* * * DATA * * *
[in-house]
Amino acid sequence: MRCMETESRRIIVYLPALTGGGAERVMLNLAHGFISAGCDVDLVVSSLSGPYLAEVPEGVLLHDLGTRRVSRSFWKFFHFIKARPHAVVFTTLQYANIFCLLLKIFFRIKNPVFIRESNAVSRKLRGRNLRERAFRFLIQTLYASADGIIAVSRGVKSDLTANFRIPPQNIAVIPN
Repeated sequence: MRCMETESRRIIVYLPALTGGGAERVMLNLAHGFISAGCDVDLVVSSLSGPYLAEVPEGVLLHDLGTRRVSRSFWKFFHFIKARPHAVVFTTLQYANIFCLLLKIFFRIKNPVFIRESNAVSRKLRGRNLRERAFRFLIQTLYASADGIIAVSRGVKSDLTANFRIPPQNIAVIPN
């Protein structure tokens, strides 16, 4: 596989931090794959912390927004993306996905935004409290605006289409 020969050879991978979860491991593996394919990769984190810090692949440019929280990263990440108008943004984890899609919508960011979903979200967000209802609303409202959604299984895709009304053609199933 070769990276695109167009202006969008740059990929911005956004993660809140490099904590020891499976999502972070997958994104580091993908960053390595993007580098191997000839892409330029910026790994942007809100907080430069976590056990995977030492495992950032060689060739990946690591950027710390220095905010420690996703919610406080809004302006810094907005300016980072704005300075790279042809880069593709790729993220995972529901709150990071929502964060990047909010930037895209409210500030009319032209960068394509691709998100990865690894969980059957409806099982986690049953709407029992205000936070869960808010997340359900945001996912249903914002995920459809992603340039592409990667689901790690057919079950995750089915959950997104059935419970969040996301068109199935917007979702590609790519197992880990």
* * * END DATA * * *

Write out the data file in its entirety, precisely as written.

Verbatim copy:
[in-house]
Amino acid sequence: MRCMETESRRIIVYLPALTGGGAERVMLNLAHGFISAGCDVDLVVSSLSGPYLAEVPEGVLLHDLGTRRVSRSFWKFFHFIKARPHAVVFTTLQYANIFCLLLKIFFRIKNPVFIRESNAVSRKLRGRNLRERAFRFLIQTLYASADGIIAVSRGVKSDLTANFRIPPQNIAVIPN
Repeated sequence: MRCMETESRRIIVYLPALTGGGAERVMLNLAHGFISAGCDVDLVVSSLSGPYLAEVPEGVLLHDLGTRRVSRSFWKFFHFIKARPHAVVFTTLQYANIFCLLLKIFFRIKNPVFIRESNAVSRKLRGRNLRERAFRFLIQTLYASADGIIAVSRGVKSDLTANFRIPPQNIAVIPN
């Protein structure tokens, strides 16, 4: 596989931090794959912390927004993306996905935004409290605006289409 020969050879991978979860491991593996394919990769984190810090692949440019929280990263990440108008943004984890899609919508960011979903979200967000209802609303409202959604299984895709009304053609199933 070769990276695109167009202006969008740059990929911005956004993660809140490099904590020891499976999502972070997958994104580091993908960053390595993007580098191997000839892409330029910026790994942007809100907080430069976590056990995977030492495992950032060689060739990946690591950027710390220095905010420690996703919610406080809004302006810094907005300016980072704005300075790279042809880069593709790729993220995972529901709150990071929502964060990047909010930037895209409210500030009319032209960068394509691709998100990865690894969980059957409806099982986690049953709407029992205000936070869960808010997340359900945001996912249903914002995920459809992603340039592409990667689901790690057919079950995750089915959950997104059935419970969040996301068109199935917007979702590609790519197992880990």